The Maps

For a quick introduction on how to use these maps, check out the video on the Teaching & Research Tools for AEQNY page.

No one map will ever fully render queer history visible, let alone with a dozen or hundred or even a thousand maps. Our lives are too complex and dynamic to render to fixed points and lines, and assume all is revealed.

The project of mapping queer history then affords a radical way of seeing versions of our lives and pasts, to think in broader and deeper, distinct and more refined way about how gender, sexuality, race, class, ability, citizenship, and so on shape our lives. I offer two maps of LGBTQ history in New York City that show the diversity of queer life in the city.

Drawing on archival research I conducted at the Lesbian Herstory Archives (LHA) in Brooklyn, New York, I created . The LHA houses few collections that record the space and time of meetings, often as a way of offering protection and anonymity. For that reason, I am only (yet?) able to map the places listed in publications and LGBTQ organizations spanning my period of research from 1983 to 2008.

Teaching & Research Tools for AEQNY

Check out this first video to learn how to use the An Everyday Queer New York maps for your teaching or research.

A further series of teaching posts for use in high school and college classrooms will be posted soon. Check back for updates!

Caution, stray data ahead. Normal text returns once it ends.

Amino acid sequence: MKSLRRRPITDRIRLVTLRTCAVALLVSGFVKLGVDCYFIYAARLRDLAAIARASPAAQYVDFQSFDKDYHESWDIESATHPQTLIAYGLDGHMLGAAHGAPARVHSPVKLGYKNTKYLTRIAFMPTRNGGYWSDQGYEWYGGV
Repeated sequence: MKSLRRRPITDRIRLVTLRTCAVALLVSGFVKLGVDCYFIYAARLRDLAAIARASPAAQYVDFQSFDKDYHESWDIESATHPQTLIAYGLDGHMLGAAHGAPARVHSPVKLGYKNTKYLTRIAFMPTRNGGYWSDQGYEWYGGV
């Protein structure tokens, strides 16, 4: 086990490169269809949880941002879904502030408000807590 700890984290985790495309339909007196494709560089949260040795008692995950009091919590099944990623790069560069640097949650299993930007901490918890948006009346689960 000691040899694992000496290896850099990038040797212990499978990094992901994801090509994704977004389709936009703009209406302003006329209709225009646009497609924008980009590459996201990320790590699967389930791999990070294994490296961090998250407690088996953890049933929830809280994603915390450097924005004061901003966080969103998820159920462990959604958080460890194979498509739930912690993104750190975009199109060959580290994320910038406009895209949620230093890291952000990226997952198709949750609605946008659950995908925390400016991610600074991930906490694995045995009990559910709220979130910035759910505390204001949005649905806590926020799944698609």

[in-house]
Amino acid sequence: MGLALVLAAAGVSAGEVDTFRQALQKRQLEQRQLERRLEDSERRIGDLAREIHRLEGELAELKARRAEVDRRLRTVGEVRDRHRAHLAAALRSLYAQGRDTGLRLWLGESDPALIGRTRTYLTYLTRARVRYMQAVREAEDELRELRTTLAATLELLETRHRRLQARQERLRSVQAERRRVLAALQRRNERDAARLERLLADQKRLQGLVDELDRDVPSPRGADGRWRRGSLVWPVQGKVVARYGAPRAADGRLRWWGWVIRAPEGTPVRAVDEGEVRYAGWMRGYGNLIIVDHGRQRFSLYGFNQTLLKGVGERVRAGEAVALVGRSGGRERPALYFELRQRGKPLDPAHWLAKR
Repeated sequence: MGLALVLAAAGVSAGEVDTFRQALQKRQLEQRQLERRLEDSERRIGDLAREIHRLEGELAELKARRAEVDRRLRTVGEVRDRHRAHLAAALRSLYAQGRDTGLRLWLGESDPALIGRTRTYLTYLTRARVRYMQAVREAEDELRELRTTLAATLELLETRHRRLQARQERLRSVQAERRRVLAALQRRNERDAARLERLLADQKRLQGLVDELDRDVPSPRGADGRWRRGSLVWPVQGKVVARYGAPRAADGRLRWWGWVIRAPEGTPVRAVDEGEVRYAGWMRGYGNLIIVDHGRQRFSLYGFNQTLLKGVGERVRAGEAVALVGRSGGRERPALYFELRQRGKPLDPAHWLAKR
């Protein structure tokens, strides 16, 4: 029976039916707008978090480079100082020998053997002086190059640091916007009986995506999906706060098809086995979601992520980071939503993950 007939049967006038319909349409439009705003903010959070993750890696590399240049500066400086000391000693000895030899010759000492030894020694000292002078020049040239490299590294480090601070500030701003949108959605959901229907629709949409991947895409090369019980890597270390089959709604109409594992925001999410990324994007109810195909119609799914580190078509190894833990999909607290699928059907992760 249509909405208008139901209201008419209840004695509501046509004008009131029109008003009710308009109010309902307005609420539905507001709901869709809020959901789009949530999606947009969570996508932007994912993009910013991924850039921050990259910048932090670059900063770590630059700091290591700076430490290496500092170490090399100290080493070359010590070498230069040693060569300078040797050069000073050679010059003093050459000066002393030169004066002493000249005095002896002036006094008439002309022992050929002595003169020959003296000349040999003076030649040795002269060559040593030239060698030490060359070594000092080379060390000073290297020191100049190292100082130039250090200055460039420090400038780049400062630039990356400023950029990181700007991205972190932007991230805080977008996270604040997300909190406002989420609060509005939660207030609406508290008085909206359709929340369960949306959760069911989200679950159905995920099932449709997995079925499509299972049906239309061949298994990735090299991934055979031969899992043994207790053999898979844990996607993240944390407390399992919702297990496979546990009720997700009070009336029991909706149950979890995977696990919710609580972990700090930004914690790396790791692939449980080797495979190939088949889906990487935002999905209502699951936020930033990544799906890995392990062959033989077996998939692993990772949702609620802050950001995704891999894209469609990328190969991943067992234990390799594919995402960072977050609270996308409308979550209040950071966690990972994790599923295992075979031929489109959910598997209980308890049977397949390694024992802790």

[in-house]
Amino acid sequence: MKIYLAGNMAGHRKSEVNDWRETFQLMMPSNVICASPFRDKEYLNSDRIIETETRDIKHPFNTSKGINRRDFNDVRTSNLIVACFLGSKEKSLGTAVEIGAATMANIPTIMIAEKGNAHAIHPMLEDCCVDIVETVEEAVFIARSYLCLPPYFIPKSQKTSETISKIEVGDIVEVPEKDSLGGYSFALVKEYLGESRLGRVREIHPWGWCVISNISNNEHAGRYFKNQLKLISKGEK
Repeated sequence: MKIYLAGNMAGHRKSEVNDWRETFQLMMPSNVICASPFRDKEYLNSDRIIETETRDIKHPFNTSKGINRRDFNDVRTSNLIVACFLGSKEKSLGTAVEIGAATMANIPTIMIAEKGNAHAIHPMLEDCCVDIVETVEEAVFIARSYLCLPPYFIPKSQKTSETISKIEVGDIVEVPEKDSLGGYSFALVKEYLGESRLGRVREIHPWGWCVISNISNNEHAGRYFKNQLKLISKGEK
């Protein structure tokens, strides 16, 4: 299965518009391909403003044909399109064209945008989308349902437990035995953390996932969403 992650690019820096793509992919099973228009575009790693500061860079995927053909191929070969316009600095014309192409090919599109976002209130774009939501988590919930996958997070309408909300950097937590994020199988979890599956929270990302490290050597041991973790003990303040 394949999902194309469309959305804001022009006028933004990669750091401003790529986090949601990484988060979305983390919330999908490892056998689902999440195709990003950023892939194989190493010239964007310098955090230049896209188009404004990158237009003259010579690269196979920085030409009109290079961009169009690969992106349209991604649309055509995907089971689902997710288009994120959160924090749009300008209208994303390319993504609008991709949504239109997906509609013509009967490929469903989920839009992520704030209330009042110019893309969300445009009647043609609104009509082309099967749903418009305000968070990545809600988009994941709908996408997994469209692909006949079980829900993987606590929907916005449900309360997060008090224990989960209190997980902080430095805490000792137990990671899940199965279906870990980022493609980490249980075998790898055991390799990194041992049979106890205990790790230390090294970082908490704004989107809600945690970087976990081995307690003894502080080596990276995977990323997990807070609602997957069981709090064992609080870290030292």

Wanda '84's mental map of New York City. CC-BY Jack Gieseking 2020.
Wanda ’84’s mental map of New York City. CC-BY Jack Gieseking 2020.

About A Queer New York, the Book

Use QUEERNY30 on the NY Press website for 30% off.

Over the past few decades, rapid gentrification in New York City has led to the disappearance of many lesbian and queer spaces, from beloved feminist bookstores to iconic local lesbian bars. Many neighborhoods inhabited by lesbian and queer communities for decades have since been gentrified by the white and wealthy, displacing some of the most marginalized members of the LGBTQ community. In A Queer New York, Jen Jack Gieseking highlights the historic significance of these spaces, mapping the political, economic, and geographic dispossession of an important, thriving community that once called certain New York neighborhoods home.

Focusing on a number of well-known neighborhoods, such as Greenwich Village, Park Slope, Bedford-Stuyvesant, and Crown Heights, Gieseking shows how lesbian and queer spaces have largely folded under the capitalist influence of white, wealthy gentrifiers. With a compassionate eye, they focus on how these radical changes have impacted poor and working-class lesbians and queers—particularly those of color—many of which  have often struggled to assert their right to the city. Nevertheless, Gieseking highlights the resilience of lesbian and queer communities who continue to carve out spaces—and lives—in a city that many still call home, even if only symbolically. Beautifully written, A Queer New York is an eye-opening account of how lesbians and queers have survived in the face of twenty-first century gentrification and urban development.